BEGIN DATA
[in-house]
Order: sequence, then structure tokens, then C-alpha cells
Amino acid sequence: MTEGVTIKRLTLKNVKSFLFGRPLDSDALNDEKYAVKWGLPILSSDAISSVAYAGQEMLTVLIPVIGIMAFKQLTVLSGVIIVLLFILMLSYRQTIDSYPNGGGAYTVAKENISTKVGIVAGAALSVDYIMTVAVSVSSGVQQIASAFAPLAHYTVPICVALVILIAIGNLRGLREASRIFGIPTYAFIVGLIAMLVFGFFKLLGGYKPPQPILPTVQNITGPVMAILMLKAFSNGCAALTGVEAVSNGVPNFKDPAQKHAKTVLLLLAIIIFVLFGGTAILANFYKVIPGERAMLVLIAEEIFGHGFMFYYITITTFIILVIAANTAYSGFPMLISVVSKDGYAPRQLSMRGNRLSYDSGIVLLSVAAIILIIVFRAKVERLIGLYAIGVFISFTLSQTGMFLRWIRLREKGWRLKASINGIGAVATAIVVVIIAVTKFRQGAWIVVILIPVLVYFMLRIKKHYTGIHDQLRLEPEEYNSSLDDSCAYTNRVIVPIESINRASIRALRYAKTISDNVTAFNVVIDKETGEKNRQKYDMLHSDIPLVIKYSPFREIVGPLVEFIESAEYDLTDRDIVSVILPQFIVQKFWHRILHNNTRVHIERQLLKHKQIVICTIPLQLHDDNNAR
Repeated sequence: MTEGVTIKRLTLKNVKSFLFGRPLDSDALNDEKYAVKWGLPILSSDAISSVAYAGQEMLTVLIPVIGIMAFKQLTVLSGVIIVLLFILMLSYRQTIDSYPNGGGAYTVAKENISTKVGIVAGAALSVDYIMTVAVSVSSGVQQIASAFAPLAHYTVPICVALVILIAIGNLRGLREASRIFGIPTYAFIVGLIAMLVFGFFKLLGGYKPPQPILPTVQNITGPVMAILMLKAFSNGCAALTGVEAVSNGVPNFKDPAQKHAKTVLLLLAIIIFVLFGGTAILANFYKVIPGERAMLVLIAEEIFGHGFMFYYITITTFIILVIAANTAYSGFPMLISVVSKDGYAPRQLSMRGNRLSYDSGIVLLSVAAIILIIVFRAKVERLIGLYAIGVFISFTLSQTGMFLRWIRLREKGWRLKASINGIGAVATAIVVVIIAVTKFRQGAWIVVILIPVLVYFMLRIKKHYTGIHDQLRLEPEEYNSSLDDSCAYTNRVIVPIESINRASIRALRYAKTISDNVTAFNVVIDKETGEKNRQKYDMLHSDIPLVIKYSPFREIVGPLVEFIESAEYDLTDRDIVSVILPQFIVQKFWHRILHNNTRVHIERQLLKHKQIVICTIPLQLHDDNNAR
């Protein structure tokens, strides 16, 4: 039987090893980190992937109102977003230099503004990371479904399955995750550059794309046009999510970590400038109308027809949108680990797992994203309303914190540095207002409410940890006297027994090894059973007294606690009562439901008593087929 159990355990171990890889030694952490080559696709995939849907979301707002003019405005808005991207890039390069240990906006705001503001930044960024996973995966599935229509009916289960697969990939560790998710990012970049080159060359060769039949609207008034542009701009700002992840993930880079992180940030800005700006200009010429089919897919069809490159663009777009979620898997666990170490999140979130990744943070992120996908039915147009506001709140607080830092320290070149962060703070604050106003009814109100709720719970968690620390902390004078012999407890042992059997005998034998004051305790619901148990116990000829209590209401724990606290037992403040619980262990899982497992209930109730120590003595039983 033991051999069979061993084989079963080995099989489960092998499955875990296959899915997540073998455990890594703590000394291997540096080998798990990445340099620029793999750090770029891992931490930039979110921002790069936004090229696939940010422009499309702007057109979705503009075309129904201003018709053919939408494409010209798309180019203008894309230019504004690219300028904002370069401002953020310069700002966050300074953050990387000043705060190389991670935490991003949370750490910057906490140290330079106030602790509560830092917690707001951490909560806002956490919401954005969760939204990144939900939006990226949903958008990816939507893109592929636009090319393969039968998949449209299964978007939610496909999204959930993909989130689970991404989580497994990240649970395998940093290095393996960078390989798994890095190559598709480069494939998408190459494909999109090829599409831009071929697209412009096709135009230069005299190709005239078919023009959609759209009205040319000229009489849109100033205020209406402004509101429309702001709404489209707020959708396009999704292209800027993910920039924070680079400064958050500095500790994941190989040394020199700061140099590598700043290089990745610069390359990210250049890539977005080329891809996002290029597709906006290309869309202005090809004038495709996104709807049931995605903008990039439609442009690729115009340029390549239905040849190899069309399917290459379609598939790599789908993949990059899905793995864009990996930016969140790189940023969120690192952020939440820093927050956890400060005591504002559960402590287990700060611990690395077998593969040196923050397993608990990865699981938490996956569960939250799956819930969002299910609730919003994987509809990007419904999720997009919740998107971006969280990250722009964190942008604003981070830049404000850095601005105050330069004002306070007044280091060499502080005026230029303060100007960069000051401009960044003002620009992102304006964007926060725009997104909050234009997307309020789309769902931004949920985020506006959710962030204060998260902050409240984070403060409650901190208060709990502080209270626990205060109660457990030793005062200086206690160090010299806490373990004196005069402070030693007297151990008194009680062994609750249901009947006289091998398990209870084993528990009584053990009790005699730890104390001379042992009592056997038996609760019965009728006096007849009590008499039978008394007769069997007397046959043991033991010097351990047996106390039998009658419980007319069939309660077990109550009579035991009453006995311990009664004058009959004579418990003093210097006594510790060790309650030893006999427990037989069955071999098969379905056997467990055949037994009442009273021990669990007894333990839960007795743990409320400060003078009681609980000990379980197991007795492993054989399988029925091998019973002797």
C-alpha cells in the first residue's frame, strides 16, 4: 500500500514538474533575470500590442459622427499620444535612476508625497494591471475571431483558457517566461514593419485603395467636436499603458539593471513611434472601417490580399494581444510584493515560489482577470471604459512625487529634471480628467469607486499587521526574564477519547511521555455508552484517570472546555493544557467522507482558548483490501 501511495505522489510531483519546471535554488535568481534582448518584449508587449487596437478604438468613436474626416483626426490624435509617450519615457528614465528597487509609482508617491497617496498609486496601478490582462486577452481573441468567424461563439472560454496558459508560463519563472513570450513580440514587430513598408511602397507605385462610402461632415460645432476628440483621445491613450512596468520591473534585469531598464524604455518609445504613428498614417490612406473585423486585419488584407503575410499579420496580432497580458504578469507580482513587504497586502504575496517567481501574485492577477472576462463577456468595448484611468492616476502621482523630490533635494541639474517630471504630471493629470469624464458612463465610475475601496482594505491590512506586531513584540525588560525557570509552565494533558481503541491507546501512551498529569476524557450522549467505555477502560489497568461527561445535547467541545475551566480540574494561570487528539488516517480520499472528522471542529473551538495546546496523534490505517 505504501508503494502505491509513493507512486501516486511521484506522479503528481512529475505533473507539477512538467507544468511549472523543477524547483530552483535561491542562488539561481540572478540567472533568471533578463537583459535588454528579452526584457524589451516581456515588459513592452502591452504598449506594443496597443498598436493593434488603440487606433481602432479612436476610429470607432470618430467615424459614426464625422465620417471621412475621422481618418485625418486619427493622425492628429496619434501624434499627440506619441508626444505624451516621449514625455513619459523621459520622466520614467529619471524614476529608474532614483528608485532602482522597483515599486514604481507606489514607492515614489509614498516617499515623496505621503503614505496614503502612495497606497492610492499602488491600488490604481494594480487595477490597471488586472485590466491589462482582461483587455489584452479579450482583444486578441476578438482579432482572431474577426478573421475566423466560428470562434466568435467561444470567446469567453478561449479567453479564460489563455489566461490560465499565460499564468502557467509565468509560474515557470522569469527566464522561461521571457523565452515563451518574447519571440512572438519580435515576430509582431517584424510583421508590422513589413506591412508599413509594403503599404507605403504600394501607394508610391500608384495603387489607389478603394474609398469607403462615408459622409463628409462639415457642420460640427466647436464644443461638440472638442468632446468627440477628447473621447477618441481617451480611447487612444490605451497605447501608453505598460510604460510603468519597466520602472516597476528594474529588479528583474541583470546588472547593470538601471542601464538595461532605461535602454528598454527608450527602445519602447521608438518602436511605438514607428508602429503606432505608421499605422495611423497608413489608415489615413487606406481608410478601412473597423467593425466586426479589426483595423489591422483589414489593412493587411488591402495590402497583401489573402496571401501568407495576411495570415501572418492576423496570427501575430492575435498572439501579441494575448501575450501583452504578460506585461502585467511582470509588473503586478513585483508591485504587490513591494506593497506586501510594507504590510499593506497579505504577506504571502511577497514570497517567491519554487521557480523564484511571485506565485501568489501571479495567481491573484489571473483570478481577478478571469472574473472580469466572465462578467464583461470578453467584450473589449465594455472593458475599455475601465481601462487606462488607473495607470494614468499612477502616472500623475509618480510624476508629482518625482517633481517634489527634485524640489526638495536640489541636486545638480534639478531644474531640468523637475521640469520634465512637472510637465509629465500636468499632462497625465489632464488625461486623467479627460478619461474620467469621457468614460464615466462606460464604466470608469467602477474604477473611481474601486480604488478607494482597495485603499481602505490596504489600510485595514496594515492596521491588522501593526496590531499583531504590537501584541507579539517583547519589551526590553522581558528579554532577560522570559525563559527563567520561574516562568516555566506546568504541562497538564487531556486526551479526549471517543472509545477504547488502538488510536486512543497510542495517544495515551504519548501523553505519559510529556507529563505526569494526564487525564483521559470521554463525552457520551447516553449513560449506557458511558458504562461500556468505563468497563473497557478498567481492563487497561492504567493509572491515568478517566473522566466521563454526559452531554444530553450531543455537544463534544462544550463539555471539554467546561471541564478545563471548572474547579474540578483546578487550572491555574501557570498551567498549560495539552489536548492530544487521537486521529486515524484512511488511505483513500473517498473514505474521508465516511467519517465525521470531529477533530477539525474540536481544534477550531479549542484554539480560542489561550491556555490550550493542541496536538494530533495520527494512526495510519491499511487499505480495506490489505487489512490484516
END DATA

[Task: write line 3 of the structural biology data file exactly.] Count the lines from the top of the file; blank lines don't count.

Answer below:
Amino acid sequence: MTEGVTIKRLTLKNVKSFLFGRPLDSDALNDEKYAVKWGLPILSSDAISSVAYAGQEMLTVLIPVIGIMAFKQLTVLSGVIIVLLFILMLSYRQTIDSYPNGGGAYTVAKENISTKVGIVAGAALSVDYIMTVAVSVSSGVQQIASAFAPLAHYTVPICVALVILIAIGNLRGLREASRIFGIPTYAFIVGLIAMLVFGFFKLLGGYKPPQPILPTVQNITGPVMAILMLKAFSNGCAALTGVEAVSNGVPNFKDPAQKHAKTVLLLLAIIIFVLFGGTAILANFYKVIPGERAMLVLIAEEIFGHGFMFYYITITTFIILVIAANTAYSGFPMLISVVSKDGYAPRQLSMRGNRLSYDSGIVLLSVAAIILIIVFRAKVERLIGLYAIGVFISFTLSQTGMFLRWIRLREKGWRLKASINGIGAVATAIVVVIIAVTKFRQGAWIVVILIPVLVYFMLRIKKHYTGIHDQLRLEPEEYNSSLDDSCAYTNRVIVPIESINRASIRALRYAKTISDNVTAFNVVIDKETGEKNRQKYDMLHSDIPLVIKYSPFREIVGPLVEFIESAEYDLTDRDIVSVILPQFIVQKFWHRILHNNTRVHIERQLLKHKQIVICTIPLQLHDDNNAR